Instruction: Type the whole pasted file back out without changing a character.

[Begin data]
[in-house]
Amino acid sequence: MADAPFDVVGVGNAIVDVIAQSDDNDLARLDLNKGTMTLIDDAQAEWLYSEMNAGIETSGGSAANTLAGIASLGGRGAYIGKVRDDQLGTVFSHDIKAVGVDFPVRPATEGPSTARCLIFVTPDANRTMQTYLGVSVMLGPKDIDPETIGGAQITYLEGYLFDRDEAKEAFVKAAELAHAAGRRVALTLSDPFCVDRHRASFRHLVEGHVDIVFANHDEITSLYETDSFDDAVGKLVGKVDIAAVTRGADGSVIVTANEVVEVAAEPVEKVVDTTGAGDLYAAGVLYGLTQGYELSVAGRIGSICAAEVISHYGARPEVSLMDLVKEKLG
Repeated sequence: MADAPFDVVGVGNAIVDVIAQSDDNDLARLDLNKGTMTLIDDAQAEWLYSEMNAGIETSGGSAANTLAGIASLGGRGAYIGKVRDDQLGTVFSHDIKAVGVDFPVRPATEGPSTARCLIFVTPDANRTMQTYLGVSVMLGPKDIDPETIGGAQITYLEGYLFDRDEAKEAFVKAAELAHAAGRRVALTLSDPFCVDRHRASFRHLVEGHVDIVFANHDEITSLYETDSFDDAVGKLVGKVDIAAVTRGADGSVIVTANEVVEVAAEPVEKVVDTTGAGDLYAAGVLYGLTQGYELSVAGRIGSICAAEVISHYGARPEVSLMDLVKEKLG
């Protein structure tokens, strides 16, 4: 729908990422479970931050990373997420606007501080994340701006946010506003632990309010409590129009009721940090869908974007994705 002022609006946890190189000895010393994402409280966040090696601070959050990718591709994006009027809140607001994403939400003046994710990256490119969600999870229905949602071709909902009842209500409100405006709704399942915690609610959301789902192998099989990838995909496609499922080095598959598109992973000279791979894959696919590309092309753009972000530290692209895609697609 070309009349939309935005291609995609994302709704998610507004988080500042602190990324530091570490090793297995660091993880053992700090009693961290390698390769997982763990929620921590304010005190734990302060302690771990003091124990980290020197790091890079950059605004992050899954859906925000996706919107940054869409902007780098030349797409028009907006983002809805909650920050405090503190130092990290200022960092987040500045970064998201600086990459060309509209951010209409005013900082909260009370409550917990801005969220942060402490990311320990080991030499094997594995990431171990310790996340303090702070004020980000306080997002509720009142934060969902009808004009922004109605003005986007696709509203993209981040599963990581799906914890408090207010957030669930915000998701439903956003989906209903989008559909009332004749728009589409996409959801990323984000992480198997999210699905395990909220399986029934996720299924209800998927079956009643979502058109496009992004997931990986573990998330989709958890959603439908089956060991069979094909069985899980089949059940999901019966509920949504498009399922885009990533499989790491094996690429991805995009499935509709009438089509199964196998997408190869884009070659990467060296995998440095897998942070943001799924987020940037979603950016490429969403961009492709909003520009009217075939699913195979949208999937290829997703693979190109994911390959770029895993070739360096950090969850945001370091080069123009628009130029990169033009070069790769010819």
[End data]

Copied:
[in-house]
Amino acid sequence: MADAPFDVVGVGNAIVDVIAQSDDNDLARLDLNKGTMTLIDDAQAEWLYSEMNAGIETSGGSAANTLAGIASLGGRGAYIGKVRDDQLGTVFSHDIKAVGVDFPVRPATEGPSTARCLIFVTPDANRTMQTYLGVSVMLGPKDIDPETIGGAQITYLEGYLFDRDEAKEAFVKAAELAHAAGRRVALTLSDPFCVDRHRASFRHLVEGHVDIVFANHDEITSLYETDSFDDAVGKLVGKVDIAAVTRGADGSVIVTANEVVEVAAEPVEKVVDTTGAGDLYAAGVLYGLTQGYELSVAGRIGSICAAEVISHYGARPEVSLMDLVKEKLG
Repeated sequence: MADAPFDVVGVGNAIVDVIAQSDDNDLARLDLNKGTMTLIDDAQAEWLYSEMNAGIETSGGSAANTLAGIASLGGRGAYIGKVRDDQLGTVFSHDIKAVGVDFPVRPATEGPSTARCLIFVTPDANRTMQTYLGVSVMLGPKDIDPETIGGAQITYLEGYLFDRDEAKEAFVKAAELAHAAGRRVALTLSDPFCVDRHRASFRHLVEGHVDIVFANHDEITSLYETDSFDDAVGKLVGKVDIAAVTRGADGSVIVTANEVVEVAAEPVEKVVDTTGAGDLYAAGVLYGLTQGYELSVAGRIGSICAAEVISHYGARPEVSLMDLVKEKLG
């Protein structure tokens, strides 16, 4: 729908990422479970931050990373997420606007501080994340701006946010506003632990309010409590129009009721940090869908974007994705 002022609006946890190189000895010393994402409280966040090696601070959050990718591709994006009027809140607001994403939400003046994710990256490119969600999870229905949602071709909902009842209500409100405006709704399942915690609610959301789902192998099989990838995909496609499922080095598959598109992973000279791979894959696919590309092309753009972000530290692209895609697609 070309009349939309935005291609995609994302709704998610507004988080500042602190990324530091570490090793297995660091993880053992700090009693961290390698390769997982763990929620921590304010005190734990302060302690771990003091124990980290020197790091890079950059605004992050899954859906925000996706919107940054869409902007780098030349797409028009907006983002809805909650920050405090503190130092990290200022960092987040500045970064998201600086990459060309509209951010209409005013900082909260009370409550917990801005969220942060402490990311320990080991030499094997594995990431171990310790996340303090702070004020980000306080997002509720009142934060969902009808004009922004109605003005986007696709509203993209981040599963990581799906914890408090207010957030669930915000998701439903956003989906209903989008559909009332004749728009589409996409959801990323984000992480198997999210699905395990909220399986029934996720299924209800998927079956009643979502058109496009992004997931990986573990998330989709958890959603439908089956060991069979094909069985899980089949059940999901019966509920949504498009399922885009990533499989790491094996690429991805995009499935509709009438089509199964196998997408190869884009070659990467060296995998440095897998942070943001799924987020940037979603950016490429969403961009492709909003520009009217075939699913195979949208999937290829997703693979190109994911390959770029895993070739360096950090969850945001370091080069123009628009130029990169033009070069790769010819």